the 4 positions where it shows the cameras bunched together are the 'source' coordinates for those images. for whatever reason there is some rounding error which 'snaps' them to those 4 positions. perhaps it has a built in gps which is only precise to a few 10s of metres or something, which also explains why it's rounded differently in x (eastings) to y (northings).

the other 'ends' of those ellipses show the 'estimated' camera positions which matches with and are correctly shown in the 'survey data' section of the report. i've overlaid the two plots attached to show that.

you should go to the cameras section of the reference pane and 'clear' the coordinates for the drone pictures. (select the rows and right click-clear).

the list of markers you showed me... are they the source coordinates or estimated coordinates? if estimated then perhaps the above will sort those out. if there are the source/input coordinates for the markers then that is also contributing to your problem as there is such a discrepancy in the locations given for the first four markers compared to the other six.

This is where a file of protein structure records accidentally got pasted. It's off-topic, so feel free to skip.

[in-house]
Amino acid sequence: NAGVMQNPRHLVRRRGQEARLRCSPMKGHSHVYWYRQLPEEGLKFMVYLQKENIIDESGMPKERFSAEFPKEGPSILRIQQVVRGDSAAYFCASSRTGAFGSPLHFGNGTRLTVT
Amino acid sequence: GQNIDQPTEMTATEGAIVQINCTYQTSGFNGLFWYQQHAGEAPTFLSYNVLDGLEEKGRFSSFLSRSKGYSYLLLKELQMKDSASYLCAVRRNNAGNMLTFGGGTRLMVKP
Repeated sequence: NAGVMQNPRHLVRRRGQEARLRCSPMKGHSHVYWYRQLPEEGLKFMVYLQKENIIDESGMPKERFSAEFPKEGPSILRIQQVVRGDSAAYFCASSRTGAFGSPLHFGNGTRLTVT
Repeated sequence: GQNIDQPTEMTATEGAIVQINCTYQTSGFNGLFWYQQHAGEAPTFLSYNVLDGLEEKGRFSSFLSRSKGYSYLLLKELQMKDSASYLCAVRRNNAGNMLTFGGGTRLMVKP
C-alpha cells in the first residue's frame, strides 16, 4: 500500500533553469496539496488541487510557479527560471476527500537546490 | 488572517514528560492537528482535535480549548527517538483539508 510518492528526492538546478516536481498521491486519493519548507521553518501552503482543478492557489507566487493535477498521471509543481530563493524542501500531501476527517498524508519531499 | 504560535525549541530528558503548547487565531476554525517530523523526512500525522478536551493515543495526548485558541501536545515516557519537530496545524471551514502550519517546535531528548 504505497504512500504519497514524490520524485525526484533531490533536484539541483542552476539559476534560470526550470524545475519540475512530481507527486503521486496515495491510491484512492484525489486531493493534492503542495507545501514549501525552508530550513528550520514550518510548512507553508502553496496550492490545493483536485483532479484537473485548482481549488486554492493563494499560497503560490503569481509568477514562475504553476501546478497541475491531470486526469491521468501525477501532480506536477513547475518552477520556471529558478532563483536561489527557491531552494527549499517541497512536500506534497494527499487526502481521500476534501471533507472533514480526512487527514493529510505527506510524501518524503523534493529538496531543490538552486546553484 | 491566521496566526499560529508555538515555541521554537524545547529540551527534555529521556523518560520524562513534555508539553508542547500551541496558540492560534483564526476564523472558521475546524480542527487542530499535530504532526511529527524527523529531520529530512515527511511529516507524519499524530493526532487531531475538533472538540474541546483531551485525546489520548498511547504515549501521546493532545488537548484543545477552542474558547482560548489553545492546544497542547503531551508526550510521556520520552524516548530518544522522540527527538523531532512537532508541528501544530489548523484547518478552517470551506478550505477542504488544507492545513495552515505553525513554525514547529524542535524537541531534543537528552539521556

General / Re: Scanning small objects
« on: August 03, 2020, 05:45:14 PM »
i searched google for "5cm shiny orange plastic piece" and "5cm shiny jet black plastic piece" images, and the results were invariably things that would not be reconstructed well via photogrammetry due to the lack of surface texture.

have you had success with non shiny-small-plastic pieces? If not, then i suggest that's where you start, because shiny pieces are notoriously difficult and so are small pieces, so small shiny pieces are going to be even harder.